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Moonfrye Family: The Parenting Wingman by Elizabeth Flora Ross

Have you ever been trying to teach your child a lesson you feel is important, when a person whose assistance you require either doesn’t catch on or doesn’t play along? I don’t know if it necessarily takes a village, but it does at times require some cooperation from others. Including strangers.

 

Let’s say, for example, your toddler grabs a toy from a younger child at the park and pushes the child to the ground. You step in and talk to your child about sharing and being nice, and the other parent says something like, “Oh, it’s no big deal. It’s normal for their age.”

 

Yes, it is typical behavior. But that doesn’t mean it’s too early to start teaching my child about being kind to others. That is something I want to do. And I find it frustrating when the other person doesn’t have my back.

 

What I want in those situations is for that person to be the parenting version of my wingman. Help me with a difficult “maneuver.” It doesn’t take much. Just follow my lead and nod at the appropriate times. And please don’t say something that runs counter to what I am trying to accomplish.

 

Here’s the perfect example. Recently, during quiet time, my preschooler ripped off part of the cover of a library book. When I discovered what she had done, I sat down with her and talked calmly about why that was not OK.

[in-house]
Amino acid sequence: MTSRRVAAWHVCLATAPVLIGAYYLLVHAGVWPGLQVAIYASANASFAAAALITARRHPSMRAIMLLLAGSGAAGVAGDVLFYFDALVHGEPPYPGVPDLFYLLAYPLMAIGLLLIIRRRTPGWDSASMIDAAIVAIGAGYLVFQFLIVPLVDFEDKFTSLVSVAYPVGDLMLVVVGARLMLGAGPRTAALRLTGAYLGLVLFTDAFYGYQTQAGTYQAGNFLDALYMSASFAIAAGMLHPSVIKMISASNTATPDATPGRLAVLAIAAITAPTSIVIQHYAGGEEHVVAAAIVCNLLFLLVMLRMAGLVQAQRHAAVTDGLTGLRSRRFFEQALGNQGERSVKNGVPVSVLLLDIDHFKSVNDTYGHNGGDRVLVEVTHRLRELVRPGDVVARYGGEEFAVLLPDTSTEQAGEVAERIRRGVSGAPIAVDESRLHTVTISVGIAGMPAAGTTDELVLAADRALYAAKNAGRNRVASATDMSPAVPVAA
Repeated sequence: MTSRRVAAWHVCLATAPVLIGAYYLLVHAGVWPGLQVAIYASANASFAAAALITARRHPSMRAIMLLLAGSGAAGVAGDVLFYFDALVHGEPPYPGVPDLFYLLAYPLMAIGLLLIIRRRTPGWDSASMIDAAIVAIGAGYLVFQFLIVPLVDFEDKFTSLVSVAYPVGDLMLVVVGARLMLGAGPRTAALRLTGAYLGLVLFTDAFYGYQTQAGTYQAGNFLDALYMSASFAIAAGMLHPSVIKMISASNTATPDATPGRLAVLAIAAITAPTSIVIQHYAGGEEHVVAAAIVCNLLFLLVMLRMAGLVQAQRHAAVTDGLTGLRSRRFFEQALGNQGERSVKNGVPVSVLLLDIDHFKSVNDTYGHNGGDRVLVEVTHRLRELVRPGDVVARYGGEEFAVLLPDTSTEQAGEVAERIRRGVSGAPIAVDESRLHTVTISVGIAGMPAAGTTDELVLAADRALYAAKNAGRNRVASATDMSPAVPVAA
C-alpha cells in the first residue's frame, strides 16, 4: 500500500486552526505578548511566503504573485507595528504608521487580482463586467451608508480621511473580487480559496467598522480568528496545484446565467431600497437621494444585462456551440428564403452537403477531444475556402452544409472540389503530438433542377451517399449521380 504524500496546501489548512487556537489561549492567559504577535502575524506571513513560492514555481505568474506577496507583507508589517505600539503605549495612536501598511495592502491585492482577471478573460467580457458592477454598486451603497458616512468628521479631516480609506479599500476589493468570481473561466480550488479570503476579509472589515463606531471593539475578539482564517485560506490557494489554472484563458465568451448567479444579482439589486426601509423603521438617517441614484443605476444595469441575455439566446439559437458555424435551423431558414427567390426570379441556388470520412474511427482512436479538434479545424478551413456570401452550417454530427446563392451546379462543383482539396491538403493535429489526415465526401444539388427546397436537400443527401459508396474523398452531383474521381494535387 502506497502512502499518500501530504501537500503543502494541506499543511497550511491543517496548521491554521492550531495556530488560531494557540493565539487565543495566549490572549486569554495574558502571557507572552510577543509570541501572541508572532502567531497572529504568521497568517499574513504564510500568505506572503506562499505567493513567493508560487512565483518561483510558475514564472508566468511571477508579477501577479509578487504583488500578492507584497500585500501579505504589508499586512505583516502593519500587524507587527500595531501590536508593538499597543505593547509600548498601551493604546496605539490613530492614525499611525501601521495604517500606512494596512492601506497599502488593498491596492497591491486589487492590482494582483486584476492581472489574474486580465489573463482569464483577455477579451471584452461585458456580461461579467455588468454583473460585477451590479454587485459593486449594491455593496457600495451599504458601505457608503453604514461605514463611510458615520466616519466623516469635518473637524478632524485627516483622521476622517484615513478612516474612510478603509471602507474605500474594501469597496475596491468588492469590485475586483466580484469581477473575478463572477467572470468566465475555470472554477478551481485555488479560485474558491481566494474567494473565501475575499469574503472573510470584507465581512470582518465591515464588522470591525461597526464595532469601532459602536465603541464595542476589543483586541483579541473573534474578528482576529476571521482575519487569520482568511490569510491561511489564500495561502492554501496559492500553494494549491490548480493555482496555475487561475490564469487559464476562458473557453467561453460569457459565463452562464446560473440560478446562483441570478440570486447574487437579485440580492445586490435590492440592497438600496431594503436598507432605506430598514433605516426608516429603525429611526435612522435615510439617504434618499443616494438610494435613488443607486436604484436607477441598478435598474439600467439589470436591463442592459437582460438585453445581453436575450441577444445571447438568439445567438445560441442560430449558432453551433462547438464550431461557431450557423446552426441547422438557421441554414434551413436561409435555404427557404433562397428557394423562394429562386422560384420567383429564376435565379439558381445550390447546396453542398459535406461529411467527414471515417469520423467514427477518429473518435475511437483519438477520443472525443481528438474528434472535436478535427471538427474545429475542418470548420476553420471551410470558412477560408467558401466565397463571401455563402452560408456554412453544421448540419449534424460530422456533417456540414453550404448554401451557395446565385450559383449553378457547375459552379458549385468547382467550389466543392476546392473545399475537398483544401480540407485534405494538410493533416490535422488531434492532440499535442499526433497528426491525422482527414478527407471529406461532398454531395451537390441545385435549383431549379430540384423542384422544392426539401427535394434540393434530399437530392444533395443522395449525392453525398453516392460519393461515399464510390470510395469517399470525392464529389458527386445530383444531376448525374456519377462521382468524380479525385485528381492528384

I told her we were going to go to the library, where she would have to show the librarian what she had done and apologize. I said the librarian would decide if the book needed to be replaced. And if it did, my daughter would pay for it with money from her piggy bank.

 

I worried on the way to the library that things would not go as I planned. Truth be told, the damage to the book was minor. I had checked out books in worse condition. That wasn’t the point, however. And I wondered if the librarian would understand what I was trying to do or leave me hanging in the wind with, “It’s OK. No big deal.”

 

It went exactly as I had hoped.

 

My daughter handed the librarian the book, looked her in the eye and said, "I rip it. I sorry." The librarian gave me a slight smile. Then she adopted a very serious demeanor. She inspected the book carefully and told my daughter, "It doesn't look like the book will need to be replaced. Thank you for telling me what you did. I accept your apology."

 

My daughter thanked the librarian. And then, because she had been such a big girl, taken responsibility for her actions and apologized, we went and picked out some new books to take home.

 

I finally had a parenting wingman. And it made such a difference.

Elizabeth blogs about her struggles and successes as a writer and a mom at The Writer Revived. She is the author of Cease Fire: A Call to End the War Between Women, which she is currently working to get published. In March 2011 she launched The Mom Pledge, an online campaign to eradicate cyber bullying among moms. You can connect with her on TwitterFacebook and Google+. She loves social media!

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Comment by Katie Hurley on March 14, 2012 at 8:50pm

It can be hard when others minimize...but I think it's more a function of wanting to just smooth things over and move on.  I usually pull my kids away and have a private conversation to avoid this very situation!

Comment by Sherri Kuhn on March 14, 2012 at 6:50am
I remember a similar situation when I was small...and it really stuck with me! Kudos to the librarian who followed the script!

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